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7 Sports Movies Perfect for Life After the Olympics

Keep the magic of Rio 2016 alive with these family films

The Olympics are about to end (August 21!). What better way to wean yourself off the festivities than watching a few inspiring sports films?

Here are seven great movies about legendary athletes and underdogs alike to keep your family entertained post-Rio.

1. Bend It Like Beckham

Sport: Soccer

Age recommendation: 13+

While the story might not seem strikingly original, the color-drenched tones of the movie, the overlit action scenes and the genuine appeal of the characters, especially Jess, make this film a welcome repast, engaging and entertaining from the first moment to the last. Even if the answers seem a bit pat, it is nice to think that complicated relationships and challenges can be resolved with the proper communications and the ability to make nice, round chapatis.

2. Hoop Dreams

Sport: Basketball

Age recommendation: 13+

Hoop Dreams, a three-hour-long documentary, painstakingly tempers the romanticism characteristic high school athletes by paying special attention to the many roadblocks that stand in the way of Gates and Agee's dreams. This movie provides an excellent way for families to talk about issues such as race and class in urban America, long-term goals, teen sex and drug use and getting good grades.

3. Usain Bolt: The Fastest Man Alive

Sport: Running

Age recommendation: 8+

In this BBC documentary about the Jamaican sprinter who has won six Olympic gold medals and broken numerous world records, sports fans will be wowed and inspired by the amazing speed and tireless work ethic of Bolt. Parents will appreciate how Bolt never blames anyone for his mistakes but works hard to overcome them. Still, young kids or those not very interested in sports may be a bit bored by the documentary.

4. National Velvet

Sport: Equestrian Jumping

Age recommendation: 7+

This is a heartwarming story about dreams — wise and foolish, big and small, realized and impossible — and about the way these dreams change those who are lucky enough to dream them. But it also deals with what happens after the dream comes true. Most of all, National Velvet is the story of a loving family, making it a wonderful starting point for a discussion of the ways that families of all kinds can teach and support each other.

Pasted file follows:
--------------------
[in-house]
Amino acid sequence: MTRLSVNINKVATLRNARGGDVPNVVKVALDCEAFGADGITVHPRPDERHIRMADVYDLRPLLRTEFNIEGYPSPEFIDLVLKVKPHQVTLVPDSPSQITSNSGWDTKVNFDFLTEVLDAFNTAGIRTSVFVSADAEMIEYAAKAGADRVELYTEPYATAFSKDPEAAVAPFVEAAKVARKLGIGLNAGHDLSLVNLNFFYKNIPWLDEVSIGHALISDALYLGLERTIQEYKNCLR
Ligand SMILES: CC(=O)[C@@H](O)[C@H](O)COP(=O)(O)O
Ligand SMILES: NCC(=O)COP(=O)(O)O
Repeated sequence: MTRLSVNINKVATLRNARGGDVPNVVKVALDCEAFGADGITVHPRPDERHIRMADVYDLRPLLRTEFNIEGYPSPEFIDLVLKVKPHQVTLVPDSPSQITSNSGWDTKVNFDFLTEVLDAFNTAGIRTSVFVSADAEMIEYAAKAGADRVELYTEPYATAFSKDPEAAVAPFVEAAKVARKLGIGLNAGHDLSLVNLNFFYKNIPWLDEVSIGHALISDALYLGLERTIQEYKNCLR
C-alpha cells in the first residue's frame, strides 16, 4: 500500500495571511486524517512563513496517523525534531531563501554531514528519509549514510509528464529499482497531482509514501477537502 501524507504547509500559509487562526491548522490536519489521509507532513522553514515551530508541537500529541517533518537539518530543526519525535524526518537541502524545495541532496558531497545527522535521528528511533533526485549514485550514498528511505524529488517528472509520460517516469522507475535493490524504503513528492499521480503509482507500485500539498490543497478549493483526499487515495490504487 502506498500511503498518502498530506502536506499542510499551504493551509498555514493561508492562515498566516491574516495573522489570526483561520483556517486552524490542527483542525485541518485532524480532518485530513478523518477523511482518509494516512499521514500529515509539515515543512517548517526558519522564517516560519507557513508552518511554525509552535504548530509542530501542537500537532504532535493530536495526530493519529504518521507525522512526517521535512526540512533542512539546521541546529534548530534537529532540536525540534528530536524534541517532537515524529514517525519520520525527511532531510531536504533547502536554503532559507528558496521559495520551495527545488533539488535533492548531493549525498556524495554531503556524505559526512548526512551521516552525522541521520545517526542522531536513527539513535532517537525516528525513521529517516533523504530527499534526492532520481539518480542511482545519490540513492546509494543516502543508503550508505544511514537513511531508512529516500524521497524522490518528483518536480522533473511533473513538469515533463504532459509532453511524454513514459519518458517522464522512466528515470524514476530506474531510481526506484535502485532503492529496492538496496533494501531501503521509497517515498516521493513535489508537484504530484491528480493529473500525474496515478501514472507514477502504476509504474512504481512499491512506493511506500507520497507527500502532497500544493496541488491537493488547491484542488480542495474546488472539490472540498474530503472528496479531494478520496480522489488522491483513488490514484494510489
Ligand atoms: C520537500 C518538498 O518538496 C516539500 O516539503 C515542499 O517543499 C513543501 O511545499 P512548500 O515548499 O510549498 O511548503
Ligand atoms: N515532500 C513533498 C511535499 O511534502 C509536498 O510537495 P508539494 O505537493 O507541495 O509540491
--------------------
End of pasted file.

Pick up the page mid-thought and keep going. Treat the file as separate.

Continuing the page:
5. The Mighty Macs

Sport: Basketball

Age recommendation: 7+

Despite the constant and effusive "We're No. 1!" speeches, there's a definite charm and a powerful message to this sports tale about the rise to national glory of a Catholic women's college basketball team near Philadelphia. It's particularly good for girls to see. What's more, it's refreshing to see nuns who aren't played for laughs or portrayed as unflinchingly stern instructors; instead, they're kind cheerleaders who genuinely care for the young women at their college. Gugino and her team are the kind of typically irresistible underdogs that you can't help but root for.

6. Touch the Wall

Sport: Swimming

Age recommendation: 10+

Touch the Wall , which chronicles the journey of veteran silver medalist Kara Lynn Joyce and teen newcomer Missy Franklin as they attempt to qualify for the 2012 Olympics in London, plays a little bit like one of those official Olympic documentaries, where everything seems a bit too scrubbed clean. But it doesn't resort to artificial drama. Both Joyce and Franklin come across as totally ordinary folks. "I'm not famous!" says Franklin incredulously to an interviewer. "I've just had some media attention." Joyce has it the roughest here, 10 years older than Franklin and struggling with her physical limitations. In the end, the movie gives a good name to these two Olympians, if not Olympians everywhere.

7. Top Spin

Sport: Table Tennis

Age recommendation: 11+

If competitive table tennis wasn't on your radar, it certainly will be after watching this quietly fascinating and compelling look at three high-school kids preparing for the Olympic team trials. Tweens and teens especially will enjoy rooting for Lily, Michael and Ariel to make the team, and will learn a lot about table tennis, sportsmanship, focus and sacrifice. Although the sport may seem quirky to U.S. audiences, going along with these talented athletes through ups and downs, wins and losses in pursuit of their dreams will open kids' eyes to universal themes of sports achievement. 

Originally published by Common Sense Media here and here

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